Proposed Large Shelf Layout

Discussion in 'Track Planning' started by Gary S., Dec 8, 2005.

  1. Gary S.

    Gary S. Senior Member

    When you mentioned starting the climb sooner, I was thinking that this would be done to ease the 3 percent grade. Now, were you intending it to get more than just the 6" of elevation change? Or do you think the 6" is good?

    As far the minimal elevation difference, the place I am most concerned about is the wide area across the top of the layout diagram where the "industrial yard" is.

    Attached Files:

  2. baldwinjl

    baldwinjl Member

    I was thinking it might be possible to reduce the grade a bit, and get a bit more elevation. Without measuring or anything drastic like that, it seems that you might be able to triple the climbing distance, reduce the grade to closer to 2 percent, and get about a foot of clearance. Especially if you can bring the loop back into the room a little, as someone suggested.

  3. Gary S.

    Gary S. Senior Member


    I will do some measuring tonight and see what kind of elevation gain I can get by lengthening the grade while keeping it at 2 to 2 1/2 percent.

    will also rack my brain about extending the layout into the open space as was suggested.

    Anyone have comments on the benchwork with the shelf brackets? I am wondering if I can get away with using 1/4" thick masonite instead of the 1/2 thick plywood. The shelf brackets will be on 18" centers.

    I plan to start putting up shelf brackets this weekend....
  4. MasonJar

    MasonJar It's not rocket surgery


    Since you asked for comments on the benchwork approach... ;)

    I would do away with the 1/2" ply underlay all together. Use 2" foam, which is quite strong. We build 2x4 foot modules with only a perimeter frame of 3/4" x 4". There are gussets in each corner that support the foam, but no additional cross bracing is required unless you go over 24" depth.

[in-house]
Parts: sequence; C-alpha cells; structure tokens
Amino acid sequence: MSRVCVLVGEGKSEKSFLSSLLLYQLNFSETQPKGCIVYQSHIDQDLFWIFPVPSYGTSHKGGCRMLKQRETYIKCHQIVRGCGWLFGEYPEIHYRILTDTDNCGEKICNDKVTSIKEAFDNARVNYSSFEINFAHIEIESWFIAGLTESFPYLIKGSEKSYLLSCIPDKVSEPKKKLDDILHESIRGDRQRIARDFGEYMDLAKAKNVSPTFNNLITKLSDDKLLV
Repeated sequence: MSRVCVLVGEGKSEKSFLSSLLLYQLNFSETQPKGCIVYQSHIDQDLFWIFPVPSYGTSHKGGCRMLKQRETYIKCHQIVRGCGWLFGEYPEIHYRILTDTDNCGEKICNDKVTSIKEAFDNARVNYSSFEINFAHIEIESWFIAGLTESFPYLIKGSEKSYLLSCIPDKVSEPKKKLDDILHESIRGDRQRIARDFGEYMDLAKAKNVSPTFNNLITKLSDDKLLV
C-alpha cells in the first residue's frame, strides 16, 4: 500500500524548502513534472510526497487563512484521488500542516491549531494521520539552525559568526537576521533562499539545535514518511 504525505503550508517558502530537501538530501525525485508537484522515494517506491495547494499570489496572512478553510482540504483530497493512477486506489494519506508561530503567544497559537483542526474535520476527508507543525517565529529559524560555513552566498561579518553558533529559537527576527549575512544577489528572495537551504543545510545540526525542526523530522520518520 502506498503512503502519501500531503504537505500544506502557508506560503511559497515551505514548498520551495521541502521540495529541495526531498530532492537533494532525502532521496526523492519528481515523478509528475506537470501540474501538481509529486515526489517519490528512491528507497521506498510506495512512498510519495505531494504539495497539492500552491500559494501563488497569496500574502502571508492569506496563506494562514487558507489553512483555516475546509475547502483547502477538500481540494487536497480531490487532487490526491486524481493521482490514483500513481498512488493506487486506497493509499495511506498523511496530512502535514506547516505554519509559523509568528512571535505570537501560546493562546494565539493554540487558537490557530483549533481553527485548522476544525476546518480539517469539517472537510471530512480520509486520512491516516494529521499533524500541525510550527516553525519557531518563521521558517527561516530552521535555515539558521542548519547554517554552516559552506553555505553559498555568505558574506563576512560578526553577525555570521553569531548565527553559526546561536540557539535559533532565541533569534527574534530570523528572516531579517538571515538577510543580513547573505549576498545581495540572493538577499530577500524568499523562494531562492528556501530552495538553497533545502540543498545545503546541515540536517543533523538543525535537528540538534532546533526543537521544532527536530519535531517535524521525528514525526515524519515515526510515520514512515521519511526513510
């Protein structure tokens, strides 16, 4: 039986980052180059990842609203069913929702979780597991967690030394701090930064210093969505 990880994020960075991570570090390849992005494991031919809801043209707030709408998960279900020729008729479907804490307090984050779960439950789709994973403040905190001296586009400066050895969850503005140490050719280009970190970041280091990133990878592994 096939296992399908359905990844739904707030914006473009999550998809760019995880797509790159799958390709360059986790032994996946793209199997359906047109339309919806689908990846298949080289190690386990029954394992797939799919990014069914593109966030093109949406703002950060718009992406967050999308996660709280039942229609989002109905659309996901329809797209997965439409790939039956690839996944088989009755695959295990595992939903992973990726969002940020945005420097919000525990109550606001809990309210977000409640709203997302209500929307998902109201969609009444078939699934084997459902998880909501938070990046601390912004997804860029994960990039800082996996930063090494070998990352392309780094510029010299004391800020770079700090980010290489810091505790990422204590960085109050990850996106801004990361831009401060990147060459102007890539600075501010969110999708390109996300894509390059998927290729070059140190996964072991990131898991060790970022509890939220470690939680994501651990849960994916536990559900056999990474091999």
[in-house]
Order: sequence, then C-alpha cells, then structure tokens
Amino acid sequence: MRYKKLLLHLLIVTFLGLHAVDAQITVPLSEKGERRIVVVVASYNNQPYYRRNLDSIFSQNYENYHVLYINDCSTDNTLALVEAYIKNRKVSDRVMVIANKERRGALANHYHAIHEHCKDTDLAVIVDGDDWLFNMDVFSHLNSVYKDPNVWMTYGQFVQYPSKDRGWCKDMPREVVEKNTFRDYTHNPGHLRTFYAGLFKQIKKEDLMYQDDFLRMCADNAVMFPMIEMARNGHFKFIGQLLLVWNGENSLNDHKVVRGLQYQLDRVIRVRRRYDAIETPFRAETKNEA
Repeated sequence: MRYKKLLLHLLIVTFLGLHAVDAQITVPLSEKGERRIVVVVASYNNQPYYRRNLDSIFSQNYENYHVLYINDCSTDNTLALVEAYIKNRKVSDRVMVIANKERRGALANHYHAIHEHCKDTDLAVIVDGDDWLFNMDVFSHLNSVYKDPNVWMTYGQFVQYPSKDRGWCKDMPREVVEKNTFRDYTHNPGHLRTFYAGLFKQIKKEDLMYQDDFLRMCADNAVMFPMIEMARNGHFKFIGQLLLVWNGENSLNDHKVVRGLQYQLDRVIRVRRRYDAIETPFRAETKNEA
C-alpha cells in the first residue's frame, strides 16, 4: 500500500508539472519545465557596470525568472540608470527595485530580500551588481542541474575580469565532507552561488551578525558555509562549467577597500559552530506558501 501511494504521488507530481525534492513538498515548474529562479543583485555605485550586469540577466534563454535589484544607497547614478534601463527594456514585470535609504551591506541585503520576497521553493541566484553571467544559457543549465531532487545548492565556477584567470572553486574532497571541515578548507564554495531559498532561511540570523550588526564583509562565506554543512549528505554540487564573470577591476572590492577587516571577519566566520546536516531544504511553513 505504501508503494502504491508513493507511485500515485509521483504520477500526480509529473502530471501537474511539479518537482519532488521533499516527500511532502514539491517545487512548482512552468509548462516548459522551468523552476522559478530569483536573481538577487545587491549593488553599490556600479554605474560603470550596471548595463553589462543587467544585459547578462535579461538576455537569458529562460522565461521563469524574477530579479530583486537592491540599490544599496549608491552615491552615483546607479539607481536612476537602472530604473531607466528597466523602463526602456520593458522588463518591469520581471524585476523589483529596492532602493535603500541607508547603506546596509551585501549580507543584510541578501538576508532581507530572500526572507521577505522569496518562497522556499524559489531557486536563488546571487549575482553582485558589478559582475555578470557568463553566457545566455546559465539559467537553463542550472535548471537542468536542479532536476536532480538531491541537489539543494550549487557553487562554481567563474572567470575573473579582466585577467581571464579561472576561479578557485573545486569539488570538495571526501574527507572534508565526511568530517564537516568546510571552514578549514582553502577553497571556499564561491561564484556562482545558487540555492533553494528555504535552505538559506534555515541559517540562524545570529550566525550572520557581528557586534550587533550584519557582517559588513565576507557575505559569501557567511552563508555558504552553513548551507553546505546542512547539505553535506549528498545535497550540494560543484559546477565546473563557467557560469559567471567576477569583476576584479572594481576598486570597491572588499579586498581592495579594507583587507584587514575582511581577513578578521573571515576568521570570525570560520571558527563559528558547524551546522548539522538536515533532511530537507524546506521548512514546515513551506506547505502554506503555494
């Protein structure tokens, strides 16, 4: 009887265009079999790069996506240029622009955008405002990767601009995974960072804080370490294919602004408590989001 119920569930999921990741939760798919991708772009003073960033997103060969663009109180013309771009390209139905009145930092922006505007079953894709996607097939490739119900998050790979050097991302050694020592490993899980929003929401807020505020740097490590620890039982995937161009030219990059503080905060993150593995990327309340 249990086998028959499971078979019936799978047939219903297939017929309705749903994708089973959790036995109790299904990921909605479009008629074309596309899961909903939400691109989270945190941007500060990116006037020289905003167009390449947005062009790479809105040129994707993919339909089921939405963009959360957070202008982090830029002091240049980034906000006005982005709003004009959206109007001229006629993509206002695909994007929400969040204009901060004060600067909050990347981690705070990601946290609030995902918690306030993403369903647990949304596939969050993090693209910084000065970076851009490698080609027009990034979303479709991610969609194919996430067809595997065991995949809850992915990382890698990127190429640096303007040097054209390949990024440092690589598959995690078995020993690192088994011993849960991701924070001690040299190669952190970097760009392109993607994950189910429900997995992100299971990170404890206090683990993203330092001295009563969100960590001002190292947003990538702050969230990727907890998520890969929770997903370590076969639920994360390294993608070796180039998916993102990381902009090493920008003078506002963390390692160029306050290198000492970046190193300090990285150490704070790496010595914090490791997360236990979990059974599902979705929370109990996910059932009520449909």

As far as shelf brackets, I think that you will find the practical limit of these is about 24", so I don't know what you have planned for the industrial area, and the yard. Also, if your wall has studs at 16" on centre, go with that rather than trying to get 18" spacing.

    For my part, I am planning to put my modules (mostly 2x4 footers) on shelf brackets very similar to your plan.

    Good luck!

  5. Gary S.

    Gary S. Senior Member

    Oops.... I meant 16" centers which is the distance the studs are spaced at... and me in construction too! Doh!

    Doing away with the plywood altogether was what I really wanted. Where do you purchase the 2" thick foam? The only thing I have found at the home centers around here is 3/4" thick, I was going to stick two pieces together to get the 1 1/2 inches in my drawing.
  6. MasonJar

    MasonJar It's not rocket surgery

    Where is "around here"? I am in Ottawa, Ontario, Canada. With the winters we have, every home reno big box store carries the 1", 1.5", and 2" stuff. Make sure that you get the pink or blue extruded styrofoam, not the white expanded beadboard. The white stuff is not very strong, and will not work for this application.

  7. Gary S.

    Gary S. Senior Member